New drug tested for hereditary breast and ovarian cancers

August 17, 2011
New drug tested for hereditary breast and ovarian cancers
Oxford is to carry out a trial of a new cancer drug.

(Medical Xpress) -- A trial of a new drug for patients with hereditary breast or ovarian cancer at an advanced stage has been launched at the University of Oxford.

The study, funded by Cancer Research UK and the Oxford Biomedical Research Centre, is looking at a drug called 6-mercaptopurine, or 6MP. The drug is already used to treat and is often given alongside another chemotherapy drug called methotrexate.

Around 15 out of every 100 women with breast and ovarian cancers have cancers likely to be caused by inherited faults in BRCA1 or BRCA2 genes. for faulty BRCA genes is available on the NHS for women with a very strong family history.

Treatments for these cancers can include platinum-based such as or a newer class of drugs called PARP inhibitors. But, even with these , resistance can develop meaning some women stop responding to treatment.

Previous laboratory studies suggest that a class of drugs called thiopurines, which includes 6MP, are effective at killing lacking BRCA – even after they have developed resistance to treatments like PARP inhibitors and cisplatin.

"PARP inhibitors are a powerful new class of drugs developed specifically to target tumors caused by BRCA 1 and BRCA2 faults, but drug resistance remains a problem," explains Shibani Nicum, a gynaecology specialist based at the Oxford Experimental Cancer Medicine Centre (ECMC), and a researcher in Oxford University’s Department of Oncology. "We hope that the very encouraging results we have seen in early laboratory studies involving 6MP will lead to increased treatment options for these patients in the future."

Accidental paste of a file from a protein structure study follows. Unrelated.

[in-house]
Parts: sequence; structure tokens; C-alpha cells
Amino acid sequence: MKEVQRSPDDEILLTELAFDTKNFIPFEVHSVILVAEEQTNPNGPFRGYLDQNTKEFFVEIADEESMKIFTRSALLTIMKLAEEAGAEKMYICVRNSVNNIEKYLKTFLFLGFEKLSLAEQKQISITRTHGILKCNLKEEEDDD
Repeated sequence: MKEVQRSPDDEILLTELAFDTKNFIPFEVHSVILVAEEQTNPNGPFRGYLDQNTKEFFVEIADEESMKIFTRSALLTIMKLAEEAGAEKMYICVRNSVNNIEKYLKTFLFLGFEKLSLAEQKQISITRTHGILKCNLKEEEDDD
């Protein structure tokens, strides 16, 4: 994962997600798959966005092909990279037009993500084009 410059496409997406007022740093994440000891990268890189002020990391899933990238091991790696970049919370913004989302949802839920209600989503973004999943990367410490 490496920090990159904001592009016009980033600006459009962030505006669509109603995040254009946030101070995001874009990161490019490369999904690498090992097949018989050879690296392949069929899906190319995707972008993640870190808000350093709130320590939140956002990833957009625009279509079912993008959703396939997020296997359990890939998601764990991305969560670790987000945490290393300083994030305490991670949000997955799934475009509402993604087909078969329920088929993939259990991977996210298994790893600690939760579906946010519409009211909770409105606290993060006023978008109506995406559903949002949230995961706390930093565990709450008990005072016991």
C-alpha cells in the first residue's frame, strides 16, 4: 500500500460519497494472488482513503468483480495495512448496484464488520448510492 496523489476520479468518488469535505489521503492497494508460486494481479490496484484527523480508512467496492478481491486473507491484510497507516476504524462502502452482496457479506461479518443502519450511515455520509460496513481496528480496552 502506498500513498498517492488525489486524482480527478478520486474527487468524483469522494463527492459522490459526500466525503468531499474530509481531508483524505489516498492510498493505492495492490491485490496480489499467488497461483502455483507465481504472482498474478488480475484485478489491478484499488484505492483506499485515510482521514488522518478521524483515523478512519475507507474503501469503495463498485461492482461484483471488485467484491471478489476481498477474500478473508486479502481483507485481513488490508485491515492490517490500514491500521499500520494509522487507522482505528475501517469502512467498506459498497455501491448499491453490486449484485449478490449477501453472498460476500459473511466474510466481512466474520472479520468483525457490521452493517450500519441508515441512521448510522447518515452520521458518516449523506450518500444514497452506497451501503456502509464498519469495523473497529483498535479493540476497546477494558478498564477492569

The trial is one of a growing number looking at matching patients to the most appropriate treatment based on their genetic makeup and that of their cancer – an approach known as personalised medicine.

Trial participant Suzanne Cole, 54, from Newbury, has a strong history of in her family, with her sister, mother and grandmother all having been diagnosed with suspected cases of the disease at a relatively young age. But it wasn’t until many years later, after she herself was diagnosed with cancer, that doctors were able to trace the cause of this back to a BRCA1 mutation in her family.

She said: "I was diagnosed in 2009 and initially had surgery then chemotherapy. I was then told about the trial and I went away and studied the information. The doctors were able to answer all my questions and then I agreed to sign up. I’m happy to be a part of this work as it could help others by moving treatments forward."

The Oxford study aims to recruit 65 patients at 10 centres around the UK, all with advanced breast or ovarian cancer and having either BRCA1 or BRCA2 gene mutations.

If successful, the results would pave the way for a larger clinical trial, which would determine whether the drug could become an important extra treatment option for this patient group.

Professor Mark Middleton, director of the Cancer Research UK-funded Oxford ECMC at Oxford University, said: "It’s exciting to see drugs being developed for specific groups of patients who share the same underlying genetic faults in their cancer. Targeted treatments are at the cutting edge of cancer care and we’re proud to be involved in bringing such drugs a step closer to the clinic."

Dr. Sally Burtles, Cancer Research UK’s director of the ECMC Network, said: "This study helps demonstrate the value of being able to pool subsets of patients who share specific rare faults in their tumour from a UK-wide network of Experimental Cancer Medicine Centres. This will be crucial as we move towards a new era of personalized medicine with treatments targeted according to the individual biological profile of a patient’s ."

Explore further: Ashkenazi ovarian cancer patients with BRCA mutations live longer than those with normal gene

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